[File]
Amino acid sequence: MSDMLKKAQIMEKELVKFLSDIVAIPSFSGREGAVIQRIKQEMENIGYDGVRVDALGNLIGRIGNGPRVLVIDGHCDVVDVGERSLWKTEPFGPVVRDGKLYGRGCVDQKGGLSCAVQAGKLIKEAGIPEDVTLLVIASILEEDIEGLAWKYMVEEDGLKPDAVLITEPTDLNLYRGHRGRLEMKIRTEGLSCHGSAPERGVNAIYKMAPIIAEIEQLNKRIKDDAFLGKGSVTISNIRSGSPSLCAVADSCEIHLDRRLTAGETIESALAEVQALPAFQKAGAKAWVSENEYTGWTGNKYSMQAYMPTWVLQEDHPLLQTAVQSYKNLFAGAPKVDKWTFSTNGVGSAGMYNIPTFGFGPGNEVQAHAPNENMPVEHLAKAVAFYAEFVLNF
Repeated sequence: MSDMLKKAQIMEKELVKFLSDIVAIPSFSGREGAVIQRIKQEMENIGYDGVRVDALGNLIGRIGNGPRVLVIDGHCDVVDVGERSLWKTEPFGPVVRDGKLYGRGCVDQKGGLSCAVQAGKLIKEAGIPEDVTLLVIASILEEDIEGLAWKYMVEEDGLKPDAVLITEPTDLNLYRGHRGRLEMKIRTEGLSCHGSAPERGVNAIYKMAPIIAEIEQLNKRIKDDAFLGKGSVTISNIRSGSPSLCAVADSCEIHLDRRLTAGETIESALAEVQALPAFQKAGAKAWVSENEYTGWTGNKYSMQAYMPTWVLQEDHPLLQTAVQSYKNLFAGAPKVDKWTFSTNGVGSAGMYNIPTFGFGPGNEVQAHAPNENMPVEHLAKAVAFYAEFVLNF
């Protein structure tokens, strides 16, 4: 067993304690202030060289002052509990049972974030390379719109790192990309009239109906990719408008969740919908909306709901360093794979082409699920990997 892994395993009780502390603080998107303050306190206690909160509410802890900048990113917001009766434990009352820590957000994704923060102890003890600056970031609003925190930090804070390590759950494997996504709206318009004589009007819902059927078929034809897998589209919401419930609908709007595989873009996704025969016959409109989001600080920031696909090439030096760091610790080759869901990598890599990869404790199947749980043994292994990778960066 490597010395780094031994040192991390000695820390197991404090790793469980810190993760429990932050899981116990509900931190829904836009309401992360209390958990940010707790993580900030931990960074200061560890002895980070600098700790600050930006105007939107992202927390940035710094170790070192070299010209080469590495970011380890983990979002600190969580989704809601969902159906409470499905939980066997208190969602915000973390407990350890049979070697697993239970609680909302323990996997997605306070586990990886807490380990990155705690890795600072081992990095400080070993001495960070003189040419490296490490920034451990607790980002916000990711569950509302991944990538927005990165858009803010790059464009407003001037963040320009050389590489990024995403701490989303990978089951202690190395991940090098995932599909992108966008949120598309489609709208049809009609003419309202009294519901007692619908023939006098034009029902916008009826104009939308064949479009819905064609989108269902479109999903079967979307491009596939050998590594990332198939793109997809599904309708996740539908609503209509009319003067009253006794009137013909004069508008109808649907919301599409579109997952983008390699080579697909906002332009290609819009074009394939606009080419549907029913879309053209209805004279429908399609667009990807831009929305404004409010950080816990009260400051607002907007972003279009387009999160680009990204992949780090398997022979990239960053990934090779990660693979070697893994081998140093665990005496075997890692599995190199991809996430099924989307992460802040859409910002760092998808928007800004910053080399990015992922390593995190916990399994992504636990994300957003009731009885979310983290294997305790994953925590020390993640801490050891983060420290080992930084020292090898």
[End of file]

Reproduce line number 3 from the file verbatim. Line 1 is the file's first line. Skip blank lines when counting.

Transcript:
């Protein structure tokens, strides 16, 4: 067993304690202030060289002052509990049972974030390379719109790192990309009239109906990719408008969740919908909306709901360093794979082409699920990997 892994395993009780502390603080998107303050306190206690909160509410802890900048990113917001009766434990009352820590957000994704923060102890003890600056970031609003925190930090804070390590759950494997996504709206318009004589009007819902059927078929034809897998589209919401419930609908709007595989873009996704025969016959409109989001600080920031696909090439030096760091610790080759869901990598890599990869404790199947749980043994292994990778960066 490597010395780094031994040192991390000695820390197991404090790793469980810190993760429990932050899981116990509900931190829904836009309401992360209390958990940010707790993580900030931990960074200061560890002895980070600098700790600050930006105007939107992202927390940035710094170790070192070299010209080469590495970011380890983990979002600190969580989704809601969902159906409470499905939980066997208190969602915000973390407990350890049979070697697993239970609680909302323990996997997605306070586990990886807490380990990155705690890795600072081992990095400080070993001495960070003189040419490296490490920034451990607790980002916000990711569950509302991944990538927005990165858009803010790059464009407003001037963040320009050389590489990024995403701490989303990978089951202690190395991940090098995932599909992108966008949120598309489609709208049809009609003419309202009294519901007692619908023939006098034009029902916008009826104009939308064949479009819905064609989108269902479109999903079967979307491009596939050998590594990332198939793109997809599904309708996740539908609503209509009319003067009253006794009137013909004069508008109808649907919301599409579109997952983008390699080579697909906002332009290609819009074009394939606009080419549907029913879309053209209805004279429908399609667009990807831009929305404004409010950080816990009260400051607002907007972003279009387009999160680009990204992949780090398997022979990239960053990934090779990660693979070697893994081998140093665990005496075997890692599995190199991809996430099924989307992460802040859409910002760092998808928007800004910053080399990015992922390593995190916990399994992504636990994300957003009731009885979310983290294997305790994953925590020390993640801490050891983060420290080992930084020292090898």